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Published in The Seattle Times online on July 21, 2022
and in PacificNW Magazine of the printed Times on July 24, 2022
‘Eight Arcs’ tableau signifies transformation on Alaskan Way
By Clay Eals
You can see it looking south along Alaskan Way, but only for a block and a half at street level starting at Pier 66 or atop the Bell Street overpass, and only on clear days. To me, it symbolizes a century of transformation for Seattle’s shore. It’s a tableau that I call the Eight Arcs.
In our “Now” photo, front to back, count ’em:
- The Seattle Great Wheel (2012).
- The twin roof ridges of Lumen Field (2002, originally Seahawks Stadium then Qwest Field).
- The four roof ridges of T-Mobile Park (1999, originally Safeco Field).
- The curved countenance of Mount Rainier (1 to 2 million years ago, originally Tahoma).
This pleasing juxtaposition serves both today’s saltwater tourists and the roadway’s recently arrived condominium dwellers. For them, it’s a place of play.
But little — besides the pointed Smith Tower (1914) in the distance — is the same when you zip back nearly 90 years to our “Then” scene, along what had long been named Railroad Avenue.
Taken on an overcast Friday, June 22, 1934, from the Lenora Street overpass (1930-1983), the photo reveals what we characterize as a working waterfront, with side-by-side wharves, rail tracks and a divided, wooden boulevard beneath which washed the tides of Elliott Bay.
With much of its former train traffic undergrounded in a nearby tunnel, and as cars used the timber trestle to bypass the upland business district, this byway spelled sporadic trouble. To wit, on Nov. 24, 1934, a car skidded on tracks near Lenora, plunged 15 feet through the center split and landed upside down in 3 feet of water. The stunned driver was unhurt.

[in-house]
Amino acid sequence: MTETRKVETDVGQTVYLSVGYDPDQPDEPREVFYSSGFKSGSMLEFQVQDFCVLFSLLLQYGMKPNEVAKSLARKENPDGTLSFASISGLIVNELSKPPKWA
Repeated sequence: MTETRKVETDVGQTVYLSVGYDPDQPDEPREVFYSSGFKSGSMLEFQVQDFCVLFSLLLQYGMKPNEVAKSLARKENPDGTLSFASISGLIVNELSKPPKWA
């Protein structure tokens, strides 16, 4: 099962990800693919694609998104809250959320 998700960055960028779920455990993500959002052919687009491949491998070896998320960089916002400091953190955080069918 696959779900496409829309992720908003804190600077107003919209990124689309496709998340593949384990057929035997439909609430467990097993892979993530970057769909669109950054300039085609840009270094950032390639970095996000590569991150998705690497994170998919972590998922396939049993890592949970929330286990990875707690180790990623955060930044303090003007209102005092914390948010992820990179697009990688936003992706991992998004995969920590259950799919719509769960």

Thankfully, progress on the route already was afoot. In this Depression decade, work had begun to pave the thoroughfare and close its gap, remove its above-ground electrical wiring and poles and, most important, construct a protective western seawall, finished in 1936.
Such enterprise inspired the city to give the water-hugging street a more relevant, elegant name. More than 9,000 ideas poured in, many invoking the expansive sobriquet of “Way.”
With a decision nigh on July 6, 1936, the leading contender was Pacific Way. However, in a nod to the role Seattle’s waterfront played in the late-1890s Klondike Gold Rush, as well as to the 1909 Alaska-Yukon-Pacific Exposition (the city’s first world’s fair), Alaska Way slipped in as the finish-line favorite.
To honor “the men and women who pioneered the territory,” councilman and former mayor Robert Harlin appended the letter “n.”
The result, Alaskan Way, still provides a touch of humanity along the road to today’s Eight Arcs.
Thanks to Ron Edge, Bob Carney , Gavin MacDougall and Mike Bergman for their help with this installment!
Below are two additional alternate images from our NOW view and 41 clips from The Seattle Times and Seattle Post-Intelligencer online archive (available via Seattle Public Library) that were helpful in the preparation of this column. Among the clips are 20 exploring the fascinating process of renaming Railroad Avenue, plus 8 historical pieces by our column founder, Paul Dorpat!
2 thoughts on “Seattle Now & Then: from Railroad Avenue to Alaskan Way, 1934”
Absolutely fascinating! What a wonderful collection of documents to follow the introductory article. I could see the plans and construction all coming together. And the suggested new names for Railroad Avenue and the controversy were really rather hilarious. Thank you for sharing.
Carol, thanks for the kind words. That was just the intended effect! –Clay